Re: GB vs. MB

Kevin Lentin (
Wed, 27 Nov 1996 16:35:22 +1100 (EST)

Rob Hagopian Wrote ...
> > (Harald Koenig) writes:
> >
> >> I like the disk size message in sd.c but since 1MB == 1024*1024 ==
> >> 2^20,
> >
> >It isn't as simple as that.
> >
> >1MB of RAM is, indeed, equal to 1024*1024 bytes.
> >But 1.44MB floppy has 1.44*1000*1024 bytes.
> >With hard disks, your mileage may vary.
> I don't know of too many SCSI floppy drives though... :-)
> I think that linux should report what's true, not what the marketers shove
> down our throats. A megabyte is 2^20, it should be reported as such.

The change to measuring in millions occured about 5 years ago if memory
serves correctly. I bought a Western Digital IDE drive as a 200MB drive.
And indeed it was 200MB, around 212 million bytes. A week later I bought a
212MB Western Digital for around the same price and was surprised that they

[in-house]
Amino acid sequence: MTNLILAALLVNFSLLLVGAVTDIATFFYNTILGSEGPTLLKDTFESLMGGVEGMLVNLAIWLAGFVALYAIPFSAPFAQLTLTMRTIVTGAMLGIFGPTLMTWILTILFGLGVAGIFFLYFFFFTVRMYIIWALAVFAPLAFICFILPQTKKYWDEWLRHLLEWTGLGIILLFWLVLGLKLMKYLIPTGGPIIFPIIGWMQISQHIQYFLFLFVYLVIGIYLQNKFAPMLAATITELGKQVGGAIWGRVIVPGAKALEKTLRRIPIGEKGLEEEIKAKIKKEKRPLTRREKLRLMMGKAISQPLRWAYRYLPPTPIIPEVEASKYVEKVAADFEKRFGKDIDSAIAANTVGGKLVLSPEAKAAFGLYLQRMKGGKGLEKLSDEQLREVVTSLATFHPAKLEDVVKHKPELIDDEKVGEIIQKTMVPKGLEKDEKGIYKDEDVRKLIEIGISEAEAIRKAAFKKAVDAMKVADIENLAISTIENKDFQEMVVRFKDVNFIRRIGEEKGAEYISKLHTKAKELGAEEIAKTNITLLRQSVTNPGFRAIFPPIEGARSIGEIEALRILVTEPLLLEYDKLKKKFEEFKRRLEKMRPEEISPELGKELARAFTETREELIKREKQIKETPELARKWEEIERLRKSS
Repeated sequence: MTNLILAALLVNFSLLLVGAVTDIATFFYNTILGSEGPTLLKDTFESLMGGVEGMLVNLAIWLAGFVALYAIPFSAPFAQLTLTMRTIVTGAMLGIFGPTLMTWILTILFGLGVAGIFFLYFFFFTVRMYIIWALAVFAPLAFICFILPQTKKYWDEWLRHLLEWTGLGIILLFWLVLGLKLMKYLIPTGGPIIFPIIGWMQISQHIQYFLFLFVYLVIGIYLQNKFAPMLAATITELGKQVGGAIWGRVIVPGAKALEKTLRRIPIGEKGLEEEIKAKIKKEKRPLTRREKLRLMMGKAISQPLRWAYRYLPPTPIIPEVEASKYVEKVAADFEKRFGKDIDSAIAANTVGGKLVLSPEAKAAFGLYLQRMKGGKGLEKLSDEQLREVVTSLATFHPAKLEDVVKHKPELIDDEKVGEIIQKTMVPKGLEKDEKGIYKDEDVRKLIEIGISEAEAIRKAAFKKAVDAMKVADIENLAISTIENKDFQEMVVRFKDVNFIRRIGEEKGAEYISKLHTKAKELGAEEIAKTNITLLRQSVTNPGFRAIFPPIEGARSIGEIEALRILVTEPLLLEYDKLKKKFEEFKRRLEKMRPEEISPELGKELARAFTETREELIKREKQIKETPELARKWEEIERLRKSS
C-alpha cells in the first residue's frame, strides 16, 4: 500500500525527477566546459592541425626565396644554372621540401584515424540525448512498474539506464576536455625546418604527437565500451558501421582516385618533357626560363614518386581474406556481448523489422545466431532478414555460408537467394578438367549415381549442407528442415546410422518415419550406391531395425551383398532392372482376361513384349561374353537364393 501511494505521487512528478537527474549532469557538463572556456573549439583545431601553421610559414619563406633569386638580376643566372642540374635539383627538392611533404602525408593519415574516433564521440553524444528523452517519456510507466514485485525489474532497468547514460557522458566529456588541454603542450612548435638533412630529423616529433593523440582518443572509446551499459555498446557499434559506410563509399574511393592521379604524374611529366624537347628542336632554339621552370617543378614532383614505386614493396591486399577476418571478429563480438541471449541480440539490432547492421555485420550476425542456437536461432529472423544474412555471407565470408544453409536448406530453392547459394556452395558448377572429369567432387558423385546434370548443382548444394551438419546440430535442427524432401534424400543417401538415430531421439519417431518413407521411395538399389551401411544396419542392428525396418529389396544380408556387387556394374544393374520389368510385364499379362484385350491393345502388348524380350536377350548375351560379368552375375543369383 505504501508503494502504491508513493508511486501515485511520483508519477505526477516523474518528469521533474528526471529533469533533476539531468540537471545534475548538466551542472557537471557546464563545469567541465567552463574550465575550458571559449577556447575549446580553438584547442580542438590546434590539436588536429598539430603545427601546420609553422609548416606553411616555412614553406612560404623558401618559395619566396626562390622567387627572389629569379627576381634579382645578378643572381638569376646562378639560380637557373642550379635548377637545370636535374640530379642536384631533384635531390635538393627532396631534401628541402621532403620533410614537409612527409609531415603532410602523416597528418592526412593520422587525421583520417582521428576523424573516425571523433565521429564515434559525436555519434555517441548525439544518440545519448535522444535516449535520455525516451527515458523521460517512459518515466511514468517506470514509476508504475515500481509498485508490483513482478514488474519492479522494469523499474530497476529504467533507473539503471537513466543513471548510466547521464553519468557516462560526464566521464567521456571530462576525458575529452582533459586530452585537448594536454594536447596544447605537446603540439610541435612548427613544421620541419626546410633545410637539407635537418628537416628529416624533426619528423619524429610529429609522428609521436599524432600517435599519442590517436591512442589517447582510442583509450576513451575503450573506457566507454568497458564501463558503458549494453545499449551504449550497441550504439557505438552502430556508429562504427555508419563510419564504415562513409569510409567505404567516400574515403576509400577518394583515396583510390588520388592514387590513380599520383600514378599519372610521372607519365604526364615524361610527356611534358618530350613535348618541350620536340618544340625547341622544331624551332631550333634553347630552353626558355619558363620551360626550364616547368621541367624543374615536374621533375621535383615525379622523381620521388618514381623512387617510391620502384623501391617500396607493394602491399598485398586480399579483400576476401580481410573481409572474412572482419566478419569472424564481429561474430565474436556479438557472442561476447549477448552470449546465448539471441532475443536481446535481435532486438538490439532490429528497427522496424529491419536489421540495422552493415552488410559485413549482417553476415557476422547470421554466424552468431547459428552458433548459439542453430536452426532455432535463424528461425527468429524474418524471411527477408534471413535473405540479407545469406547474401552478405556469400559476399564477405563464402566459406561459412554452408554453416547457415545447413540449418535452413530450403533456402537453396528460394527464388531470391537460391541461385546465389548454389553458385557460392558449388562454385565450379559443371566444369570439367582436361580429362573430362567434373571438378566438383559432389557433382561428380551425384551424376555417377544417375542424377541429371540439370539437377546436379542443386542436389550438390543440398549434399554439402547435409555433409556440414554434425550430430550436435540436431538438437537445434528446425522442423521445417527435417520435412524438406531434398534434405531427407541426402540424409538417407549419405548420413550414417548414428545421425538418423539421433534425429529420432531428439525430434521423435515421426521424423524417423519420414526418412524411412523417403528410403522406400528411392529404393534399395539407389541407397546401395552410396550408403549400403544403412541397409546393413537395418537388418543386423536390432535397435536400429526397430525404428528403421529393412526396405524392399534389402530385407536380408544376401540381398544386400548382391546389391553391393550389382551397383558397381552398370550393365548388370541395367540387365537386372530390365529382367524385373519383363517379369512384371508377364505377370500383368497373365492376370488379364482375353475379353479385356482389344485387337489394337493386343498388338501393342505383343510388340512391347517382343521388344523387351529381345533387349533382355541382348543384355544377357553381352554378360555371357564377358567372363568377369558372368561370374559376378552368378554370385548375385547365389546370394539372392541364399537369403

would change the model by 5%. Turned out to be the same drive but they had
redefined the megabyte. Since then, all drive manufacturers have had to
make the same change to compete [WD may not have been the first. They were
the first that _I_ came across].

If you read WD's drive documentation you will see that they explain these
anomolies (eg BIOSes that report in true MB) by saying thet hard drives are
measured in 'decimal megabytes' which are one million bytes. They claim
they are justified in doing so because CHKDSK reports drive sizes using
that unit. This is not true. CHKDSK reports bytes. The drive manufacturers
drop the last 6 digits and attribute an action of theirs to a feature of
CHKDSK. They're wrong, of course.

I still prefer to see computers using 2^20 for a MB even if the drive is
advertised otherwise. The 1.44MB thing is just plain stupid but what can
you do? In that case it's a half decimal, half base-2 megabyte. It's more
like 1.44 thousand K. Complete absurdity.

[     Kevin Lentin               Email:      ]
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